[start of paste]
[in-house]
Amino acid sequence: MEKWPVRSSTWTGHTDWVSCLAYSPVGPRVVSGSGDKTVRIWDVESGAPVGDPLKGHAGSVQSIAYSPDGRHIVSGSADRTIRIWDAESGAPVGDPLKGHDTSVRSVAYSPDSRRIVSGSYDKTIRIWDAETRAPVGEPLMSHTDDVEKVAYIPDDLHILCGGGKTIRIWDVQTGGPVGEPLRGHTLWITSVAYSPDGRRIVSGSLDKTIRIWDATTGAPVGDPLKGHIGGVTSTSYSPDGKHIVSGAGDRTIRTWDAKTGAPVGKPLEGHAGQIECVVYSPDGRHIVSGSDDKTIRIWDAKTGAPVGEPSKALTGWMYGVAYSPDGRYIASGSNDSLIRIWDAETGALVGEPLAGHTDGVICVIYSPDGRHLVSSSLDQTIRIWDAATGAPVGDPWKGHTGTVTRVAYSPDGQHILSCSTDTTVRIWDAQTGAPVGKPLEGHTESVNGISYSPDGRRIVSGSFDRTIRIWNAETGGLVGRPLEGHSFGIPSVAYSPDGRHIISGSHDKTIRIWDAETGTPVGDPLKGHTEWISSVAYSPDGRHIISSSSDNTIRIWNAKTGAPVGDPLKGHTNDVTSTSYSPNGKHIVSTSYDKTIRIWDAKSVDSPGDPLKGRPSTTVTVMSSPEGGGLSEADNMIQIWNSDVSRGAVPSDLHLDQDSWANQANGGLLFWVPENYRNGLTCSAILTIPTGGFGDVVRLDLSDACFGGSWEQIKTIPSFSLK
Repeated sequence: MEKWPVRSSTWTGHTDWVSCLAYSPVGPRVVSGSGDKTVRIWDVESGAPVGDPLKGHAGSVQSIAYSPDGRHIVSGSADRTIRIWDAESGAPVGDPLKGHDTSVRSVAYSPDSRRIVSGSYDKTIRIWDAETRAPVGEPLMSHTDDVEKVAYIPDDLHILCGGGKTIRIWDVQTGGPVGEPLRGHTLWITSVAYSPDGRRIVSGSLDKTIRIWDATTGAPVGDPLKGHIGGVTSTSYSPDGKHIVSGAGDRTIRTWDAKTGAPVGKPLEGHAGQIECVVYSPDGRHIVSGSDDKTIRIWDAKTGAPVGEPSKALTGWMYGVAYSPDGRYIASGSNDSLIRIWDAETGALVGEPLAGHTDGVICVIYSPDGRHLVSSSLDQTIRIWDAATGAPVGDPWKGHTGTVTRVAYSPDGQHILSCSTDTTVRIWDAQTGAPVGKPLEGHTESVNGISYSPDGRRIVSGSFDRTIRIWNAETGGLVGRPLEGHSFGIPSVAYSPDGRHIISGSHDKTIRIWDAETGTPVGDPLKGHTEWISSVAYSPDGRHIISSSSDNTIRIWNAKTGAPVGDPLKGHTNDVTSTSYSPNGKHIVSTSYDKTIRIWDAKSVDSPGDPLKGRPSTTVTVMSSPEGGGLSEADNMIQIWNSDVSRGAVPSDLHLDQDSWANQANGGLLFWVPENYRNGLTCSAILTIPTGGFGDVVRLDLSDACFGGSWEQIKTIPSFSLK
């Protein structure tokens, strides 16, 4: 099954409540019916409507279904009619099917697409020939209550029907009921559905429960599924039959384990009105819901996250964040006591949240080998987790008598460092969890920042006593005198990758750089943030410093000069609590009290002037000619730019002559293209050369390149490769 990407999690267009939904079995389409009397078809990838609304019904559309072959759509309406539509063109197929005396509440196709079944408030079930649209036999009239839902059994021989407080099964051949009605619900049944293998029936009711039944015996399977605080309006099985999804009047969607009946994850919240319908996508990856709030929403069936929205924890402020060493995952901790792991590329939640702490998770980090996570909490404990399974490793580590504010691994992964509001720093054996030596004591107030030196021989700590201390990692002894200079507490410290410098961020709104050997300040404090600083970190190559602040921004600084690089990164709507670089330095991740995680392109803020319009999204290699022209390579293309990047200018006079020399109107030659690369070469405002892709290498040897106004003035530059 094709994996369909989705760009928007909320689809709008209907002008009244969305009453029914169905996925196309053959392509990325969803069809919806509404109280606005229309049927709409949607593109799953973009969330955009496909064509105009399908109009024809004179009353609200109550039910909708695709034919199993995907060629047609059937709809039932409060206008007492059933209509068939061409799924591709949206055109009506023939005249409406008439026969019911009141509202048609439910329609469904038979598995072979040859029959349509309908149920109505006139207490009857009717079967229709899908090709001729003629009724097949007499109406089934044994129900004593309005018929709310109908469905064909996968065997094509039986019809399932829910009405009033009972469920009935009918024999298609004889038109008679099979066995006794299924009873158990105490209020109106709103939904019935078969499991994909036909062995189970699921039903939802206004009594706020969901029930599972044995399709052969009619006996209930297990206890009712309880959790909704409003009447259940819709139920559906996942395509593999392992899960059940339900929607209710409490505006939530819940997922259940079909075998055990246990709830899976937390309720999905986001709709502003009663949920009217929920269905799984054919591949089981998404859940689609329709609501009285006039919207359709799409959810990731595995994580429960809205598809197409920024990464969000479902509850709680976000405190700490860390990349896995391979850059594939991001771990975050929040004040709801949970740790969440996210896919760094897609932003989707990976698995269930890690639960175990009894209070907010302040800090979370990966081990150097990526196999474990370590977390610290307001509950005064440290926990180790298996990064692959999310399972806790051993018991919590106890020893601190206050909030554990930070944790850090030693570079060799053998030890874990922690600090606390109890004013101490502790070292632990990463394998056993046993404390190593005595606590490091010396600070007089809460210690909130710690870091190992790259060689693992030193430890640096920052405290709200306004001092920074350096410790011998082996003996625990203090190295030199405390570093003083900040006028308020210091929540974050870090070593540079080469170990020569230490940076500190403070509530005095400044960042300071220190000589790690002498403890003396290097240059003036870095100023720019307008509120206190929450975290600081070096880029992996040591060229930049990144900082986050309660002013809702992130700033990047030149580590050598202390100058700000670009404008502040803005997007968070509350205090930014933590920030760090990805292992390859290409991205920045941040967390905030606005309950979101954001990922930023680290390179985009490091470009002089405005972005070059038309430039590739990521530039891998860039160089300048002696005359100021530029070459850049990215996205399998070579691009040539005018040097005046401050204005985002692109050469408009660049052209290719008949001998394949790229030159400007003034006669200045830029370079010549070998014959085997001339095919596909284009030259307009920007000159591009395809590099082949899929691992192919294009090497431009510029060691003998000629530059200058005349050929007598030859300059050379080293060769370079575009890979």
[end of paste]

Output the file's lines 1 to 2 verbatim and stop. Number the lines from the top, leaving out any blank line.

[in-house]
Amino acid sequence: MEKWPVRSSTWTGHTDWVSCLAYSPVGPRVVSGSGDKTVRIWDVESGAPVGDPLKGHAGSVQSIAYSPDGRHIVSGSADRTIRIWDAESGAPVGDPLKGHDTSVRSVAYSPDSRRIVSGSYDKTIRIWDAETRAPVGEPLMSHTDDVEKVAYIPDDLHILCGGGKTIRIWDVQTGGPVGEPLRGHTLWITSVAYSPDGRRIVSGSLDKTIRIWDATTGAPVGDPLKGHIGGVTSTSYSPDGKHIVSGAGDRTIRTWDAKTGAPVGKPLEGHAGQIECVVYSPDGRHIVSGSDDKTIRIWDAKTGAPVGEPSKALTGWMYGVAYSPDGRYIASGSNDSLIRIWDAETGALVGEPLAGHTDGVICVIYSPDGRHLVSSSLDQTIRIWDAATGAPVGDPWKGHTGTVTRVAYSPDGQHILSCSTDTTVRIWDAQTGAPVGKPLEGHTESVNGISYSPDGRRIVSGSFDRTIRIWNAETGGLVGRPLEGHSFGIPSVAYSPDGRHIISGSHDKTIRIWDAETGTPVGDPLKGHTEWISSVAYSPDGRHIISSSSDNTIRIWNAKTGAPVGDPLKGHTNDVTSTSYSPNGKHIVSTSYDKTIRIWDAKSVDSPGDPLKGRPSTTVTVMSSPEGGGLSEADNMIQIWNSDVSRGAVPSDLHLDQDSWANQANGGLLFWVPENYRNGLTCSAILTIPTGGFGDVVRLDLSDACFGGSWEQIKTIPSFSLK